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Ceremonies salute the Class of 2024: Grads urged  to give back and ‘don’t settle’

Speakers offered a lot of sound advice to graduating seniors Friday, June 21, at ceremonies in the school auditorium. In their speeches, Valedictorian Sophie Clark and Salutatorian Leonardo Dougherty, clearly communicated their love for all that is special about Shelter Island.

The two graduates expressed their understanding of a responsibility to set examples for all who will follow in their footsteps.

Ms. Clark spoke of her gratitude to family, friends and teachers who have helped guide her through the years, with a special shout-out to teacher Daniel Williams for helping her find a love for science.

Class Valedictorian Sophie Clark spoke of the gratitude she and her classmates felt for the school and the community. (Credit: Eleanor P. Labrozzi)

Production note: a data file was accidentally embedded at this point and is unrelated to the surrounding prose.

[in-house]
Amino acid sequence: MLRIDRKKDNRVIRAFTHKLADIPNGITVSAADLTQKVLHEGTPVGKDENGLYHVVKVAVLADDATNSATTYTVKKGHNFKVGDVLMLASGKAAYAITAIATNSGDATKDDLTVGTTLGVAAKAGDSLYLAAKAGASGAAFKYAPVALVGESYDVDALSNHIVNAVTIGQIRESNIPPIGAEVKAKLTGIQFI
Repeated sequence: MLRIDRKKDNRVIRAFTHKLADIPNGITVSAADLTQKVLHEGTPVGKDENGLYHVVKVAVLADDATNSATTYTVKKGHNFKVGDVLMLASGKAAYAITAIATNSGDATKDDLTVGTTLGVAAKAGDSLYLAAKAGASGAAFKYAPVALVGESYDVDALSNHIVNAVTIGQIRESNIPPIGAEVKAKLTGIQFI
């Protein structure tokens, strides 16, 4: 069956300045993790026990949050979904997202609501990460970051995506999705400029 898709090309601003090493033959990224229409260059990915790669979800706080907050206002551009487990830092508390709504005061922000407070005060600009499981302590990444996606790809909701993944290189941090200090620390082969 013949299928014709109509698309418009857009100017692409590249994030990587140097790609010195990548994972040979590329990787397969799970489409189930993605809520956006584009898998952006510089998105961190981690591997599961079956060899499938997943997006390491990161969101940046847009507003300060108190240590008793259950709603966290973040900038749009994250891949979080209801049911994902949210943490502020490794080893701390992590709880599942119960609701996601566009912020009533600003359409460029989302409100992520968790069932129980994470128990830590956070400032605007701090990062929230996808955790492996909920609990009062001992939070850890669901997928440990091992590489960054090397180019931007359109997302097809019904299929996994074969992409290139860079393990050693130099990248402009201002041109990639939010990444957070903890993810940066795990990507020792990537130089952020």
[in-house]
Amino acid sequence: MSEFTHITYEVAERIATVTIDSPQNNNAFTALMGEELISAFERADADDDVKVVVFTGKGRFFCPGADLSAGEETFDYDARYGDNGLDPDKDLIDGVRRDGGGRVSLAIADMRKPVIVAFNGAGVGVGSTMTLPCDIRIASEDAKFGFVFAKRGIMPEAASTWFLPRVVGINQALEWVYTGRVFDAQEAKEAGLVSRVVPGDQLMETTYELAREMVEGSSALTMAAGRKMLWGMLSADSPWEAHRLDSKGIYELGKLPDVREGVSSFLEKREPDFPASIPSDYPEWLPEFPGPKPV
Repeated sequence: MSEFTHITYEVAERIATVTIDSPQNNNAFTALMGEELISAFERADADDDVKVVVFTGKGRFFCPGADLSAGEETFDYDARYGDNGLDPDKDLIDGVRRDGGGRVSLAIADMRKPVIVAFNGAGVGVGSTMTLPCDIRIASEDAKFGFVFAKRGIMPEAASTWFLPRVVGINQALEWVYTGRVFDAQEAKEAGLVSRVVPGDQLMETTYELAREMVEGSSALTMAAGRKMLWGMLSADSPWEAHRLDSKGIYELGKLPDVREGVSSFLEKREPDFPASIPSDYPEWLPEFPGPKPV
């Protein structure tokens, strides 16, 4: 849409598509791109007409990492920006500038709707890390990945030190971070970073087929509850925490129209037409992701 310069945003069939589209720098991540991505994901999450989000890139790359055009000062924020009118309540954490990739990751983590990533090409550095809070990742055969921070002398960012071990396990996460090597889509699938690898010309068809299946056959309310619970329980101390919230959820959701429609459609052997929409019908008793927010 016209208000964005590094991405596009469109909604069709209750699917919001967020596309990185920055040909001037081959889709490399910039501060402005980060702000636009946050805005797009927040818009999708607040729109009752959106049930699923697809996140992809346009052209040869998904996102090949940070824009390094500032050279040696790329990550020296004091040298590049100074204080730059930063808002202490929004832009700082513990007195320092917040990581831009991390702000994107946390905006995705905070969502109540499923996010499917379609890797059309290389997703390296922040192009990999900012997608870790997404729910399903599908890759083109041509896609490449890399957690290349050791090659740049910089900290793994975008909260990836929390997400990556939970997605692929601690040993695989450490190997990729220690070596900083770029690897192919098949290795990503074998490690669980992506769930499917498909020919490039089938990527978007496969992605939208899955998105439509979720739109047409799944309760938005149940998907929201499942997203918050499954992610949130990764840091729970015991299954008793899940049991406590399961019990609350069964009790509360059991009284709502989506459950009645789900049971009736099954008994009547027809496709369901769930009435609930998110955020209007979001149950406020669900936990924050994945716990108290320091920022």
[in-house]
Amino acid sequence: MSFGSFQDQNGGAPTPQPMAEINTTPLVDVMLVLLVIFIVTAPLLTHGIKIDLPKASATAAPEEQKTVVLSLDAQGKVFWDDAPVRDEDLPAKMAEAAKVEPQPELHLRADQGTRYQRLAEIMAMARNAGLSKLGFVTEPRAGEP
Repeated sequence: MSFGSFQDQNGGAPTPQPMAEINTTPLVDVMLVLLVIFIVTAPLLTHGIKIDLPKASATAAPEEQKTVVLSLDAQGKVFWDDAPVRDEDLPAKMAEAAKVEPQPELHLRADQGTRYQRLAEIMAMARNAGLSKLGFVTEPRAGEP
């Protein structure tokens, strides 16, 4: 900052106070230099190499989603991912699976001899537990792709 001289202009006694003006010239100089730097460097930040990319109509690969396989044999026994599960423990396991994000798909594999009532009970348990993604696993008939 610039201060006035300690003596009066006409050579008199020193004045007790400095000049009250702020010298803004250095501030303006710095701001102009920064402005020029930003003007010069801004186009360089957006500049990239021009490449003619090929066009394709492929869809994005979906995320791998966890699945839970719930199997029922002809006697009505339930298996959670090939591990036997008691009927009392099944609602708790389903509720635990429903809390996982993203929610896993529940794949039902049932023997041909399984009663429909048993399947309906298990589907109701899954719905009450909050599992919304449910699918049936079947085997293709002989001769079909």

Recognizing the years ahead will present her and her classmates with decisions to carve out their own paths, she reminded them to explore all options that present themselves. One need only look at the multiple activities in which Ms. Clark engaged during her years at Shelter Island School, along with the hours of service she’s given to the community, to know she has practiced what she preaches.

Salutatorian Leonardo Dougherty told his fellow graduates to recognize that just as their years at Shelter Island School have flown by, so too will the years ahead. It’s hardest to live in the moment, he said, but to live life at its fullest, it’s important to find out what is meaningful.

Salutatorian Leonardo Dougherty spoke about living life to the fullest and always exploring what is meaningful. (Credit: Eleanor P. Labrozzi)

Education is not a straight path, he said. It’s a long, winding road, and it’s about the journey, not the destination.

Superintendent Brian Doelger, Ed.D., reminded parents that the school community is “devoted to your children,” and the faculty and staff are “not just teachers here, they’re like family.”